Thursday, 30 March 2017

A Street Cat Named Bob

Movies based on books are often hit or miss, and British films sometimes fail to be more than the sum of their parts, no matter the cast, crew or script. A Street Cat Named Bob isn’t the biggest film to hit the cinemas in recent months, nor was it given much attention aside from the odd advert I spied while watching The Chase on a lazy weekend.

I remember talking about the book when my fiancee and I saw the ad, and she was enough of a fan to tell me the story, and that it was based on real events. “Yeah, like Schindler’s List?” I replied, thinking I was clever and funny. (I was neither). But it turns out there is an element of truth to the tale in a Street Cat Named Bob. Luke Treadaway stars as James Bowen, starting out as an unsuccessful busker on the streets of London. As a recovering heroin addict, he's at a low point in life, and meets a feline friend that helps him to sort himself out by learning to care for others.

You don’t have to be an animal lover to understand how important animals can be for therapy, while it shines a light on the difficulties that come with addiction, as well as the struggles in terms of the recovery process while homeless.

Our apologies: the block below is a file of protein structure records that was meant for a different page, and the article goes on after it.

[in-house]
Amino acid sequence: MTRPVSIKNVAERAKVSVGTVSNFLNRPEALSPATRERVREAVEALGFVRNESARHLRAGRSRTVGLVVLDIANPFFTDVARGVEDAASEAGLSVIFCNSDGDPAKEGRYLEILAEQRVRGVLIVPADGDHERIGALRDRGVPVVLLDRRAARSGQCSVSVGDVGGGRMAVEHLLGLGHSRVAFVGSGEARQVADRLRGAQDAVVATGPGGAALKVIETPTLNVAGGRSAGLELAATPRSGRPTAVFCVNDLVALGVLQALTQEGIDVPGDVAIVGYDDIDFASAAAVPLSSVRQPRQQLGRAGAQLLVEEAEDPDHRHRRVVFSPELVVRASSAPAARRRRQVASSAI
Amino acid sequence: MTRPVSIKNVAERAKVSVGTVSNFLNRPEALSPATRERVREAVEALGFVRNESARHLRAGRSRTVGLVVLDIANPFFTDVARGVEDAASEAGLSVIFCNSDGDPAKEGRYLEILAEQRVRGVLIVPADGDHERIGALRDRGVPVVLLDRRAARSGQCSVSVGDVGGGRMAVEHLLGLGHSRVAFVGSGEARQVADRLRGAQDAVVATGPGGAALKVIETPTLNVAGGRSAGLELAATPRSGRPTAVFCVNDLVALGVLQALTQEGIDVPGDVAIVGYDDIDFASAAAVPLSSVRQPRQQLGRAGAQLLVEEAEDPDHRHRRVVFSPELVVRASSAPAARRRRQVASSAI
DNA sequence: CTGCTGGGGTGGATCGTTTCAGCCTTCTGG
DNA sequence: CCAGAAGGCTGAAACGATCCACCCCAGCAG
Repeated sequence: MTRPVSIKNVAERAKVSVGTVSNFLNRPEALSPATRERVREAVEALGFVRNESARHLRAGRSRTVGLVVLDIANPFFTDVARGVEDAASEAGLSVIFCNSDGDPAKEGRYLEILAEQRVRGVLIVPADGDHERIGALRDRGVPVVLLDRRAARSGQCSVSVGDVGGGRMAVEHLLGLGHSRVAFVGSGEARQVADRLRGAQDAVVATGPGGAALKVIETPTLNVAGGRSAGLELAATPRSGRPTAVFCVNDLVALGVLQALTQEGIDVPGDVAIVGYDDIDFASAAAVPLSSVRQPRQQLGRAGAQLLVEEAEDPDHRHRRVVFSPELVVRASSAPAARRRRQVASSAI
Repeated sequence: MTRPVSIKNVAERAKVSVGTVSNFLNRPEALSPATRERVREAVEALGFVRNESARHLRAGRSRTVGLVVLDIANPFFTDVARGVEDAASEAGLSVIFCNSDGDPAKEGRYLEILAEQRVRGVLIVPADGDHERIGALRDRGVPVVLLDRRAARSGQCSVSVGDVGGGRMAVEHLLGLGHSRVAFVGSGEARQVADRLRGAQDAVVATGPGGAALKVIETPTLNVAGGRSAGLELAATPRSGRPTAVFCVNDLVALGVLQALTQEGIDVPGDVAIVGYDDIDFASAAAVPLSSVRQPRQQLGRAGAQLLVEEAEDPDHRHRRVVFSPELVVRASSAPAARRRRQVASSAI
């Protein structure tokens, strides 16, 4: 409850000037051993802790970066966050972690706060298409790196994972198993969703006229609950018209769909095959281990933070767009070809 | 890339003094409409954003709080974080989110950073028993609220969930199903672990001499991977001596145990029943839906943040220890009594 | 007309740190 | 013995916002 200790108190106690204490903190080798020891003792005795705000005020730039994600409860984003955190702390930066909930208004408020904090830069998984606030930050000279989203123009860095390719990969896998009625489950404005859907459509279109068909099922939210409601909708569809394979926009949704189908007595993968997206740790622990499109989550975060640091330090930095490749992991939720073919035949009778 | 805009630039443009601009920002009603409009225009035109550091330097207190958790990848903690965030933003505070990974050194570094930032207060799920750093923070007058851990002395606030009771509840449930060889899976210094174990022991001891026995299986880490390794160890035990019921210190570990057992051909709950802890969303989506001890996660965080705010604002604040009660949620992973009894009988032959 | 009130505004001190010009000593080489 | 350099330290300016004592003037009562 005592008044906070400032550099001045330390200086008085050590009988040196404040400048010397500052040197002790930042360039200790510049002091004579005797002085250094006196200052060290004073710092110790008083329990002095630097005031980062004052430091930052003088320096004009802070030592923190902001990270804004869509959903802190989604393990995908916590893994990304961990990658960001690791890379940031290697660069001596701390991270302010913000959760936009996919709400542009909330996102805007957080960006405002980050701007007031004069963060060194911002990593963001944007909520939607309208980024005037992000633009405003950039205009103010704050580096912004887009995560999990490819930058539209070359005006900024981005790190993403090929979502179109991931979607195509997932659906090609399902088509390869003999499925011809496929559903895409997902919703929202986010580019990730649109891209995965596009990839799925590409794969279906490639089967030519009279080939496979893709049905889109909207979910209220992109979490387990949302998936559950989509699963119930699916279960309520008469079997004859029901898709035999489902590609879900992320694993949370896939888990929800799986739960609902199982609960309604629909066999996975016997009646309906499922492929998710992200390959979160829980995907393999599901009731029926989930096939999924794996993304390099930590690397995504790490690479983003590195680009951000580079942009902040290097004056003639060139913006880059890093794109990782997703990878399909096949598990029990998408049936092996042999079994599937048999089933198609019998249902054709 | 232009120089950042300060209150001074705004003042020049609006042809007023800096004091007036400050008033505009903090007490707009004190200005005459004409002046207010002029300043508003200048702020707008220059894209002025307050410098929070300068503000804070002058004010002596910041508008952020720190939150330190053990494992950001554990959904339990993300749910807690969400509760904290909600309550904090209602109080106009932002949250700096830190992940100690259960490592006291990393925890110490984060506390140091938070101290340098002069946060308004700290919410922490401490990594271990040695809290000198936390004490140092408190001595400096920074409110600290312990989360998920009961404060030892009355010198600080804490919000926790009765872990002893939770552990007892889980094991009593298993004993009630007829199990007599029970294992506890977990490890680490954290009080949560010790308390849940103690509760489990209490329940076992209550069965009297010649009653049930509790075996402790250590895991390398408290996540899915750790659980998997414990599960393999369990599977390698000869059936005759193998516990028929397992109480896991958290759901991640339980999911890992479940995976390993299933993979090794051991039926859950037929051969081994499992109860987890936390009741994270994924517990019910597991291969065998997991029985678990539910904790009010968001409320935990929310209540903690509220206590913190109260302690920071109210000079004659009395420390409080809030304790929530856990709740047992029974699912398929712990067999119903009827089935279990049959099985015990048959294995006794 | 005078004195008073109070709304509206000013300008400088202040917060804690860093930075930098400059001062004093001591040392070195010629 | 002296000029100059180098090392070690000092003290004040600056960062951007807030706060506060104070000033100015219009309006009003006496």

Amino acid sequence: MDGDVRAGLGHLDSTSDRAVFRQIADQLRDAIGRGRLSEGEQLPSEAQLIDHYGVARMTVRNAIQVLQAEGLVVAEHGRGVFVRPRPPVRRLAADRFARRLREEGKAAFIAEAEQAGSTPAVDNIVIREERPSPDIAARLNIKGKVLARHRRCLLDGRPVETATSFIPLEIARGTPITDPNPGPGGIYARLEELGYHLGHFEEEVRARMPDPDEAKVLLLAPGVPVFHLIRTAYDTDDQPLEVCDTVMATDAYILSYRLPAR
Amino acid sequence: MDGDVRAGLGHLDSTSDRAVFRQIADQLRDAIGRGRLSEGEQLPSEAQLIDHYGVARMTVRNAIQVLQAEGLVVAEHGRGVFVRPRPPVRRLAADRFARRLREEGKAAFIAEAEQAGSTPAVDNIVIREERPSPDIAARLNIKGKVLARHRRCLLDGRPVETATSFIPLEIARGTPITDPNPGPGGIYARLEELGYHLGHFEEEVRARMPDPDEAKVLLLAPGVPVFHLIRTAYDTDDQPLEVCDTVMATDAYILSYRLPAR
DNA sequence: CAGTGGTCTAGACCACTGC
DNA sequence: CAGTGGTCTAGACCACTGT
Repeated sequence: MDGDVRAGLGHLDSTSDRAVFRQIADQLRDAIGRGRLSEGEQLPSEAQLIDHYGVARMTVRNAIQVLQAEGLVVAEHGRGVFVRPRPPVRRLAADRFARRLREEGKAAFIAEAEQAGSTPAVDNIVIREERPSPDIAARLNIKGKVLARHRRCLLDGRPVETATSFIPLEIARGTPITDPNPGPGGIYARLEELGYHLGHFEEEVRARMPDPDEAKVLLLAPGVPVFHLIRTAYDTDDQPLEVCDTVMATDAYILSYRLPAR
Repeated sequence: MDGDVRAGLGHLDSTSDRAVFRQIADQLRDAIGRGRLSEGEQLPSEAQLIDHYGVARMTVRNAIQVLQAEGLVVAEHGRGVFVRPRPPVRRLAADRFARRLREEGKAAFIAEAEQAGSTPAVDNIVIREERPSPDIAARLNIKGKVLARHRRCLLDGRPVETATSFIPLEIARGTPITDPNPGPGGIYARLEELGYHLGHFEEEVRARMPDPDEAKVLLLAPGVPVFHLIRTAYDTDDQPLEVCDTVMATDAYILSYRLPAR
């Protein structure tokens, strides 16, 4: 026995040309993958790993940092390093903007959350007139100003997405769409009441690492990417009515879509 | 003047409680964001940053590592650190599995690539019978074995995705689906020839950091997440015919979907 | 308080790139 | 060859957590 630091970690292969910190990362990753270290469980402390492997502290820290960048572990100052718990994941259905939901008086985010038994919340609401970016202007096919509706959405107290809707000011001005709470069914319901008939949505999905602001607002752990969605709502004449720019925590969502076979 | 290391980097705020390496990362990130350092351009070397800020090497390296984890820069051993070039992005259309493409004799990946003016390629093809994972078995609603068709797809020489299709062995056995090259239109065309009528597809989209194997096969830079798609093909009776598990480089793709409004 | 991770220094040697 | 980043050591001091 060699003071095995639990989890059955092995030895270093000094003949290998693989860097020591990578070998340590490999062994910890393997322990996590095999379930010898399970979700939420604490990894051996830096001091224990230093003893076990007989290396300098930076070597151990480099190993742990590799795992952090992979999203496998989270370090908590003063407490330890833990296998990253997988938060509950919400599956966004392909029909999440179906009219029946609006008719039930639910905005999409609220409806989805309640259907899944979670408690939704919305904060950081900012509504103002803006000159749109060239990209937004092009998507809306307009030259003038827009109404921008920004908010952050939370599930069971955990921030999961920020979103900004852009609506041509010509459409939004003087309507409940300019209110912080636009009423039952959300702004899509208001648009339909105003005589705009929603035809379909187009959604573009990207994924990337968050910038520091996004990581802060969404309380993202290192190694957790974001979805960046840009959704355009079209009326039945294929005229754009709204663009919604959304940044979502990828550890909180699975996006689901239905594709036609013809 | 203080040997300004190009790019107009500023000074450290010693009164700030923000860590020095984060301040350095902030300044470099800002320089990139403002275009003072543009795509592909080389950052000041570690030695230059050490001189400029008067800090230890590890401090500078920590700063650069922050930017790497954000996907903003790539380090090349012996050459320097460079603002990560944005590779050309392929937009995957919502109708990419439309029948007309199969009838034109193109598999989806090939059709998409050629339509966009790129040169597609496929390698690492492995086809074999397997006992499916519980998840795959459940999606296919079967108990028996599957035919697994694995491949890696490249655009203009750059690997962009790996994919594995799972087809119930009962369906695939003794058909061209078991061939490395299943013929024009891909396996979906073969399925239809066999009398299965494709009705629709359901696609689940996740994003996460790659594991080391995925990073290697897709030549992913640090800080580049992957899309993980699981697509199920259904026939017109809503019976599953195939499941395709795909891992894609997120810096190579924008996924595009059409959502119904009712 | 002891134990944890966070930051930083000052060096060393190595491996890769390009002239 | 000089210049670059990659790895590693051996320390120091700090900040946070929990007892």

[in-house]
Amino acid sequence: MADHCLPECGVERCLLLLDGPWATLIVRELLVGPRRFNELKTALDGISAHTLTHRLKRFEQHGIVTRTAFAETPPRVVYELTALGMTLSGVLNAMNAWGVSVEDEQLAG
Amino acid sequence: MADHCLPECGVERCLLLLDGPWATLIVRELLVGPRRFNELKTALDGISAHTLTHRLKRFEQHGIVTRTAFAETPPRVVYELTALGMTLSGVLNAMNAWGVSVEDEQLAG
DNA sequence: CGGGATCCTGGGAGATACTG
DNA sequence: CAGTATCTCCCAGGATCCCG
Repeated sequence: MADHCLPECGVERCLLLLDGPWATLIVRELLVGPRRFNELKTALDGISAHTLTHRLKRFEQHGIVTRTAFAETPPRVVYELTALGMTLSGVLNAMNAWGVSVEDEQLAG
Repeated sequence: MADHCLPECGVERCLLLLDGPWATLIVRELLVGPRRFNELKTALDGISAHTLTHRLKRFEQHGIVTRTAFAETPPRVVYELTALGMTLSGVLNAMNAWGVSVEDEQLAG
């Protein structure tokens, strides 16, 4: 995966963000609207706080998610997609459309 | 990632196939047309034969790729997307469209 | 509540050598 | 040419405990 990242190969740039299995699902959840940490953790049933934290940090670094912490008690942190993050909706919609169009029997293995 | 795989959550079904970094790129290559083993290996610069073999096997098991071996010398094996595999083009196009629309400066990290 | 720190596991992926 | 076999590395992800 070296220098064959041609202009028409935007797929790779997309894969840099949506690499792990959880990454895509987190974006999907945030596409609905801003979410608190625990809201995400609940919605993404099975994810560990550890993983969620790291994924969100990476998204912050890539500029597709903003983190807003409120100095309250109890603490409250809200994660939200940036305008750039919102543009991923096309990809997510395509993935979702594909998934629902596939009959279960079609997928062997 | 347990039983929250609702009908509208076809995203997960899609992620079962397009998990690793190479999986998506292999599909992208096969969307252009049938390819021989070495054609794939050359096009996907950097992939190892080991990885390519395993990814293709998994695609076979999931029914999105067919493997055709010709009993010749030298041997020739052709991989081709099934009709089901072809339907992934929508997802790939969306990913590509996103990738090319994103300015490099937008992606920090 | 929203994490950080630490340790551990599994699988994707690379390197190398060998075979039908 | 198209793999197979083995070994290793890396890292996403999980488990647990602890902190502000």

Many books have had their original meaning torn away in a bid to make the story more transferrable on the silver screen, but Bob is reasonably true to the source material. (According to my partner at least.) They went for an actor that vaguely looks like Bowen, while the cat plays himself. Bob’s not a bad actor, putting a few of us meatbags to shame with a performance that does well in terms of showing what life was like for his owner. 

As one of the many inhabitants of London, it’s clear that homelessness and drug abuse are reasonably rife, and it’s unlikely that everyone will be lucky enough to have a stray cat walk into their life. As a celebration of the story it’s a great film, showing the animal the attention it deserves after indirectly saving his human. If it wasn't based on reality, there'd still be a decent message to draw out, but as it is, it’s one that should leave most with a warm feeling by the time the credits start rolling. If parts are slightly embellished, there’s no shame considering the overarching message is a positive one.

Most super fans of the book will probably have seen the film already, and to be honest you probably won’t miss much if you decide to skip it considering the lack of any major deviations in terms of plot. It’s filmed well enough, and it’s not like the story is hard to follow. Still, for newcomers like me, it was a welcome addition to the list of watchable British films - with the added bonus of no Danny Dyer. If you’re tired of period nonsense and London gangster films, (you shlag) you can’t go wrong with a bit of Bob.


James Milin-Ashmore

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